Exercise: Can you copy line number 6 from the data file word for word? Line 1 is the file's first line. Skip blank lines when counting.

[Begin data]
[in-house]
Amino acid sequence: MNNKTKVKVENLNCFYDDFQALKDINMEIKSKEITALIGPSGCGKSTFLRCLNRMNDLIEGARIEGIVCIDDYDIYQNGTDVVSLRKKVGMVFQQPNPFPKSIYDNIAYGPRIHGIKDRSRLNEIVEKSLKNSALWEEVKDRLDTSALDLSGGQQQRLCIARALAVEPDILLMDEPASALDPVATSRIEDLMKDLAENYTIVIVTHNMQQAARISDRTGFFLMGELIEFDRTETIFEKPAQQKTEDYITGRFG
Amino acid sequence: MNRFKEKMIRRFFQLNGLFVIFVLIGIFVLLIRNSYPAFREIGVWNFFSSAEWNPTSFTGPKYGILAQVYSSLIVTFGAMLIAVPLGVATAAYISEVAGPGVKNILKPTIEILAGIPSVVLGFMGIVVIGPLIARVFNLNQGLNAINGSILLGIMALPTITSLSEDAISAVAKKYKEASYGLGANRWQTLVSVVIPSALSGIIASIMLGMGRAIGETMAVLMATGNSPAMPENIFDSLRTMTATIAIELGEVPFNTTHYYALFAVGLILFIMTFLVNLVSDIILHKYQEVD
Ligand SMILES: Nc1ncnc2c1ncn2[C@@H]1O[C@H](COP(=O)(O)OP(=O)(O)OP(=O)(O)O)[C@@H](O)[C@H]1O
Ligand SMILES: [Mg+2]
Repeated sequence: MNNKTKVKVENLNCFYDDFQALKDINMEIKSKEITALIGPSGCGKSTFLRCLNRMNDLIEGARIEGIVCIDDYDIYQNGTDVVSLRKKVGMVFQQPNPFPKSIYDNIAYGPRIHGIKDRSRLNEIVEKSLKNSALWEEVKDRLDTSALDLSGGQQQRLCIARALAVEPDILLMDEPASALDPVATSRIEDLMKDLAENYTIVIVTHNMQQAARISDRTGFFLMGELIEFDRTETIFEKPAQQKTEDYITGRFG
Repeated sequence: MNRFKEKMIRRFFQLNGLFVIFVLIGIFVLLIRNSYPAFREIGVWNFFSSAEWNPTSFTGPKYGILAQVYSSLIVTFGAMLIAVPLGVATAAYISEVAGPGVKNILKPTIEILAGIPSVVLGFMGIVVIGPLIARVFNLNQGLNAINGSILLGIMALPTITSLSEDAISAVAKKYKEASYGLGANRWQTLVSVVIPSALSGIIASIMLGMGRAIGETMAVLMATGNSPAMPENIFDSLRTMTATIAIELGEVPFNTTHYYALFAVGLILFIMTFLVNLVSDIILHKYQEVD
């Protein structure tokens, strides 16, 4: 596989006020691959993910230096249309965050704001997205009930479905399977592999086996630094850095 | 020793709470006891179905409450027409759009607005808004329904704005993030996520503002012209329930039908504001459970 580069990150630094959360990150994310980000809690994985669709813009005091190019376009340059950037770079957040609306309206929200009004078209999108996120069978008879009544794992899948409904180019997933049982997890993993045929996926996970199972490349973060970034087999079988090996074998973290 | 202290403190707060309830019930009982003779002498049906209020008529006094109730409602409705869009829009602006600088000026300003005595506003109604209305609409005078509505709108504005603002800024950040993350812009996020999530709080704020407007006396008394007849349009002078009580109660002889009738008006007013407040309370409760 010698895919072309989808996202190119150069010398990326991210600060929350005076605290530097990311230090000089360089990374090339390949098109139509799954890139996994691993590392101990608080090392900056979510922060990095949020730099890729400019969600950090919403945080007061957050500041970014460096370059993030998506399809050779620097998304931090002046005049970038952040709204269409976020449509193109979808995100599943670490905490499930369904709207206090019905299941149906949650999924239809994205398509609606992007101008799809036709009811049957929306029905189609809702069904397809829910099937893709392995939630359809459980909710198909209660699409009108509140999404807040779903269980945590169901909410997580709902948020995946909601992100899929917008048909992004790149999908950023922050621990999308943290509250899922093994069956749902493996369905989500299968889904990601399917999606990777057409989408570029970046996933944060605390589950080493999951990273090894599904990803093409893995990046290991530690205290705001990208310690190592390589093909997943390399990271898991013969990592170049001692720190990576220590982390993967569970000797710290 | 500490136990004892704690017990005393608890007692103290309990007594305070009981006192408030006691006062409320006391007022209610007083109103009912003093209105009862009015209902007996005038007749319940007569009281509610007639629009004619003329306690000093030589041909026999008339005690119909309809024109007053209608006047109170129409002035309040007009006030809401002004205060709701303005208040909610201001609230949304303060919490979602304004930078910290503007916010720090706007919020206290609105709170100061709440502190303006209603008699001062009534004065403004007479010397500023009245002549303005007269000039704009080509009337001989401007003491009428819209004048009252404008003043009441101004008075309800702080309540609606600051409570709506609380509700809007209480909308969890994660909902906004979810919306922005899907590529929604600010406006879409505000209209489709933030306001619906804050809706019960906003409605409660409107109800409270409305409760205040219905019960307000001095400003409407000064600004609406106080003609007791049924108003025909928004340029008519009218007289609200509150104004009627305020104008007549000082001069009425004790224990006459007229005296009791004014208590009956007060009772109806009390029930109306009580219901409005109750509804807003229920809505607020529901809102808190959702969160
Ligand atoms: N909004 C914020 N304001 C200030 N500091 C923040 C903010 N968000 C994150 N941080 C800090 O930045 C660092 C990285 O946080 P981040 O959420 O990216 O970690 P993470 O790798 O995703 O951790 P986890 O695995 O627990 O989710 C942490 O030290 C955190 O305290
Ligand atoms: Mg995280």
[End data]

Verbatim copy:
Repeated sequence: MNNKTKVKVENLNCFYDDFQALKDINMEIKSKEITALIGPSGCGKSTFLRCLNRMNDLIEGARIEGIVCIDDYDIYQNGTDVVSLRKKVGMVFQQPNPFPKSIYDNIAYGPRIHGIKDRSRLNEIVEKSLKNSALWEEVKDRLDTSALDLSGGQQQRLCIARALAVEPDILLMDEPASALDPVATSRIEDLMKDLAENYTIVIVTHNMQQAARISDRTGFFLMGELIEFDRTETIFEKPAQQKTEDYITGRFG